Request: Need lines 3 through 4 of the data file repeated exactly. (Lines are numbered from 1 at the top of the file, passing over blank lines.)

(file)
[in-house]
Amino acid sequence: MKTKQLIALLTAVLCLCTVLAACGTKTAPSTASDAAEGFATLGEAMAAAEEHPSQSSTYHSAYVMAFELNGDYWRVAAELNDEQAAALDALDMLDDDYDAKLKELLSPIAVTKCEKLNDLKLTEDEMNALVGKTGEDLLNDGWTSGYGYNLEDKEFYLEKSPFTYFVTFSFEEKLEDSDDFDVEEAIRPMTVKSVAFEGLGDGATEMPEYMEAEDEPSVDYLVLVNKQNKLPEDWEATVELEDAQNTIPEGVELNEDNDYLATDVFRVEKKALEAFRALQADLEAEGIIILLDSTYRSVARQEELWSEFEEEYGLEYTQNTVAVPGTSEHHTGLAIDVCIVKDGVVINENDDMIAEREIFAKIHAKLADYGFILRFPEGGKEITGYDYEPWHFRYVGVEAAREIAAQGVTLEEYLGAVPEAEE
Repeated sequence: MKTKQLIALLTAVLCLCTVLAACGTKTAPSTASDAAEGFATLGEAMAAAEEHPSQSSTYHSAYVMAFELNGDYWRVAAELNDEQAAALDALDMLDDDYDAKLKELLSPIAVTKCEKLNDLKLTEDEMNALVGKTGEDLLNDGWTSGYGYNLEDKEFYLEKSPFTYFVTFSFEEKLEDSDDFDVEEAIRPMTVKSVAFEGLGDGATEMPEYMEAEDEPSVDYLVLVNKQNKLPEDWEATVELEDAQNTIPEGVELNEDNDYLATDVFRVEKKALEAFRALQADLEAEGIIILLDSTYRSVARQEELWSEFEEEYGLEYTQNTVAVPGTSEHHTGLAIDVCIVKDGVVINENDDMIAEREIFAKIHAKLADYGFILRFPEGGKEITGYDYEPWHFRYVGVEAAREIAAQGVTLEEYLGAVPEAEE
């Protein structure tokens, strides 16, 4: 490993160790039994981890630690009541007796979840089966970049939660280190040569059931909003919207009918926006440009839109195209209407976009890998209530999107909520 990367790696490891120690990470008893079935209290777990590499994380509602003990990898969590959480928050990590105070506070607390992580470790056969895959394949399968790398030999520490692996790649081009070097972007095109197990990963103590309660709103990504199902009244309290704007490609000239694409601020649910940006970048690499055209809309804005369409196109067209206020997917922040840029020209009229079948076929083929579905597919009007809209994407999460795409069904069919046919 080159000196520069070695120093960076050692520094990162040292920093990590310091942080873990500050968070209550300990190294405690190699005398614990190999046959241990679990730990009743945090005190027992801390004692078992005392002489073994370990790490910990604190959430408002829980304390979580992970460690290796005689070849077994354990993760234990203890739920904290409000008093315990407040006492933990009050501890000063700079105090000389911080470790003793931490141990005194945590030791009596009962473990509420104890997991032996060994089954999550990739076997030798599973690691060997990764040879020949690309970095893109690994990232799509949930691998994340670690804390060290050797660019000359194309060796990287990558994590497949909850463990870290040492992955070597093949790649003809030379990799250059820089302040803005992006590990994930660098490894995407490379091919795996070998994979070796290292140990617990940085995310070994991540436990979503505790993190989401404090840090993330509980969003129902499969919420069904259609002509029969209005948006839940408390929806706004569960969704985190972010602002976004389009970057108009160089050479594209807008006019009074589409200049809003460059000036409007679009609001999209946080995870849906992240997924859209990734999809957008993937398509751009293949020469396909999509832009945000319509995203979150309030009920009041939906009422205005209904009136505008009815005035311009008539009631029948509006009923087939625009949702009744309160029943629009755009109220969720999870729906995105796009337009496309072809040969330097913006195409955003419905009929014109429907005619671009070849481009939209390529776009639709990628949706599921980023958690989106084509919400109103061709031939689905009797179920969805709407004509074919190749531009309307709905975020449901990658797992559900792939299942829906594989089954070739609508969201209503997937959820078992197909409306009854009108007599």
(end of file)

Repeated sequence: MKTKQLIALLTAVLCLCTVLAACGTKTAPSTASDAAEGFATLGEAMAAAEEHPSQSSTYHSAYVMAFELNGDYWRVAAELNDEQAAALDALDMLDDDYDAKLKELLSPIAVTKCEKLNDLKLTEDEMNALVGKTGEDLLNDGWTSGYGYNLEDKEFYLEKSPFTYFVTFSFEEKLEDSDDFDVEEAIRPMTVKSVAFEGLGDGATEMPEYMEAEDEPSVDYLVLVNKQNKLPEDWEATVELEDAQNTIPEGVELNEDNDYLATDVFRVEKKALEAFRALQADLEAEGIIILLDSTYRSVARQEELWSEFEEEYGLEYTQNTVAVPGTSEHHTGLAIDVCIVKDGVVINENDDMIAEREIFAKIHAKLADYGFILRFPEGGKEITGYDYEPWHFRYVGVEAAREIAAQGVTLEEYLGAVPEAEE
């Protein structure tokens, strides 16, 4: 490993160790039994981890630690009541007796979840089966970049939660280190040569059931909003919207009918926006440009839109195209209407976009890998209530999107909520 990367790696490891120690990470008893079935209290777990590499994380509602003990990898969590959480928050990590105070506070607390992580470790056969895959394949399968790398030999520490692996790649081009070097972007095109197990990963103590309660709103990504199902009244309290704007490609000239694409601020649910940006970048690499055209809309804005369409196109067209206020997917922040840029020209009229079948076929083929579905597919009007809209994407999460795409069904069919046919 080159000196520069070695120093960076050692520094990162040292920093990590310091942080873990500050968070209550300990190294405690190699005398614990190999046959241990679990730990009743945090005190027992801390004692078992005392002489073994370990790490910990604190959430408002829980304390979580992970460690290796005689070849077994354990993760234990203890739920904290409000008093315990407040006492933990009050501890000063700079105090000389911080470790003793931490141990005194945590030791009596009962473990509420104890997991032996060994089954999550990739076997030798599973690691060997990764040879020949690309970095893109690994990232799509949930691998994340670690804390060290050797660019000359194309060796990287990558994590497949909850463990870290040492992955070597093949790649003809030379990799250059820089302040803005992006590990994930660098490894995407490379091919795996070998994979070796290292140990617990940085995310070994991540436990979503505790993190989401404090840090993330509980969003129902499969919420069904259609002509029969209005948006839940408390929806706004569960969704985190972010602002976004389009970057108009160089050479594209807008006019009074589409200049809003460059000036409007679009609001999209946080995870849906992240997924859209990734999809957008993937398509751009293949020469396909999509832009945000319509995203979150309030009920009041939906009422205005209904009136505008009815005035311009008539009631029948509006009923087939625009949702009744309160029943629009755009109220969720999870729906995105796009337009496309072809040969330097913006195409955003419905009929014109429907005619671009070849481009939209390529776009639709990628949706599921980023958690989106084509919400109103061709031939689905009797179920969805709407004509074919190749531009309307709905975020449901990658797992559900792939299942829906594989089954070739609508969201209503997937959820078992197909409306009854009108007599």